President Obama’s State of the Union address comes at a crucial moment. With the world in political, diplomatic and economic turmoil, there is plenty that he could say, but there’s one thing on which he should spend some time and effort: Afghanistan.
It has become something of a cliché to thank troops for their service, and there is truth to the notion that if you say “thank you” to a veteran it may be more satisfying to you than to the service member. But gratitude is easy, and it should be unstinting.
Each year, presidents stand in the center of the Capitol rotunda and thank our troops. Obama has been no exception. Last year, he said: “Tonight, we stand united in saluting the troops and civilians who sacrifice every day to protect us.” Then, to applause, he added: “Because of them, we can say with confidence that America will complete its mission in Afghanistan and achieve our objective of defeating the core of al Qaeda.
The president announced that over the next year, another 34,000 American troops would return from Afghanistan and that the nature of our commitment there would change.
He continued: “We're negotiating an agreement with the Afghan government that focuses on two missions--training and equipping Afghan forces so that the country does not again slip into chaos, and counterterrorism efforts that allow us to pursue the remnants of al Qaeda and their affiliates.”
A year later, there is no agreement with Afghanistan, and the country seems at risk of failure once again.
The timing for this assertion is interesting, and there will be a great deal of ambivalence in the West Wing about bringing it up. The withdrawal from Iraq has had the salubrious effect of keeping Americans out of Iraq at a time when that country is going to pieces and is a surrogate battlefield for widespread sectarian animus in the region. There will be some who are critical, saying that the mess in Iraq would not be occurring if we had stayed, but that adventure would have required huge numbers of troops for decades, and there has never been much interest in that.
Candidate Obama cited Afghanistan as the good war, the just war, and he implied that he would commit the resources required to overcome the enemy there. But much has intervened, and with no more stomach for further combat he is withdrawing the majority of our troops. Among those who have served, withdrawal has generated great consternation. There is a sense of abandoning the troops and the anger that comes with the conclusion that their uncommon valor has been in vain.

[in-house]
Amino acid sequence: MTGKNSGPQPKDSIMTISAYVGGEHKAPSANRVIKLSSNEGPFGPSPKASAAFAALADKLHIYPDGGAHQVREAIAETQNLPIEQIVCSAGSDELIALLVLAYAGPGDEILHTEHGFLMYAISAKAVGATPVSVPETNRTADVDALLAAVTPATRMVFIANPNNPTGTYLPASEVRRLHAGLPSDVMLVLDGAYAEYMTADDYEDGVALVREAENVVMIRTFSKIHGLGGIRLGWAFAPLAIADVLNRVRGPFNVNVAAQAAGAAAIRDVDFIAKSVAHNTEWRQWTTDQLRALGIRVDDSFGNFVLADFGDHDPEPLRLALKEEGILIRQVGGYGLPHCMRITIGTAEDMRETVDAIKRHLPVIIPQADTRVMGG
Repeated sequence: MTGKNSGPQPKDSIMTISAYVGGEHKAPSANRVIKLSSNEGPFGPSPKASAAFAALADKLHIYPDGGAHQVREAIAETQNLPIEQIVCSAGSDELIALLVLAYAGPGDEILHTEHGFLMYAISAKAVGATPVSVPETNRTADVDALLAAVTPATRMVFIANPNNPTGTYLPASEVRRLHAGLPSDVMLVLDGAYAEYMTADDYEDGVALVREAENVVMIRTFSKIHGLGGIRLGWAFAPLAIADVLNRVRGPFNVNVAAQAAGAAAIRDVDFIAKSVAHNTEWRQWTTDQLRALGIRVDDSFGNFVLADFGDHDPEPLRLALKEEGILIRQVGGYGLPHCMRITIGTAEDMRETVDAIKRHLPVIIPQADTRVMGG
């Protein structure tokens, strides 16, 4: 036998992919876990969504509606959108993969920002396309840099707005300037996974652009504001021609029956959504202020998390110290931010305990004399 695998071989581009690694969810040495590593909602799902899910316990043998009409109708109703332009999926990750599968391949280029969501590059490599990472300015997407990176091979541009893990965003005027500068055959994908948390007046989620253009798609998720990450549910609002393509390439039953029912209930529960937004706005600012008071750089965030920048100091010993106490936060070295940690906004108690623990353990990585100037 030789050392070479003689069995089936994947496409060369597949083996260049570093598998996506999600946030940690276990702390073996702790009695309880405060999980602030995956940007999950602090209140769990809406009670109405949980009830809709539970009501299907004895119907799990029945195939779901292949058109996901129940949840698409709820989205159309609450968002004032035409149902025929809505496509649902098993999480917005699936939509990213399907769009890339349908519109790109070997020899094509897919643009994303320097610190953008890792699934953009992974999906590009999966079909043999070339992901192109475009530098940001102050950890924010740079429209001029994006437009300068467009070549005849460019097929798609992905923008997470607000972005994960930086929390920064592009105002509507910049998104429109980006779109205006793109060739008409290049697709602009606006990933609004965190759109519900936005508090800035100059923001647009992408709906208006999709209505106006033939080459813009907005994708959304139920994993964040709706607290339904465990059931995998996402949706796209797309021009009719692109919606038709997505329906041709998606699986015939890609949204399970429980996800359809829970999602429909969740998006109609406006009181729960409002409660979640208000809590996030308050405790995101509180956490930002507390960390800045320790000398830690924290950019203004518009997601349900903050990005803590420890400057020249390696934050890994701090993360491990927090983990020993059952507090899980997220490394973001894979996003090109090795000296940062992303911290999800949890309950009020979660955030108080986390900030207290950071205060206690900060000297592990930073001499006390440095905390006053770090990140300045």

War really is politics by other means, and in armed combat the military establishment fights for the nation and fights to accomplish the mission. But when a combat veteran’s memory turns to contemplate experiences in the horrible crucible of war, it is then that the truth emerges: troops really fight for each other. Fellow soldiers who perish are family. Not just in name alone are they “brothers” and “sisters,” and that is why withdrawal leaves veterans with anger that the nation has left behind those who paid the highest price.
No matter how he deals with the issues attendant to our involvement in any of our recent conflicts, and if he wants to garner the longest, loudest applause of the evening, he should deliver to our veterans the thanks of a nation that has come to regard the efforts of these patriots as an entitlement. Because we don’t have to serve, we have become inured to the dedication of the few who are willing to shoulder the burden of defending the multifarious interests of a huge nation against a complex array of threats.
Beyond the fulsome praise for our troops’ sacrifice in Afghanistan should be a real sense of what to expect there in the coming year and beyond. In last year’s speech, Afghanistan garnered three sentences. This year, it deserves more.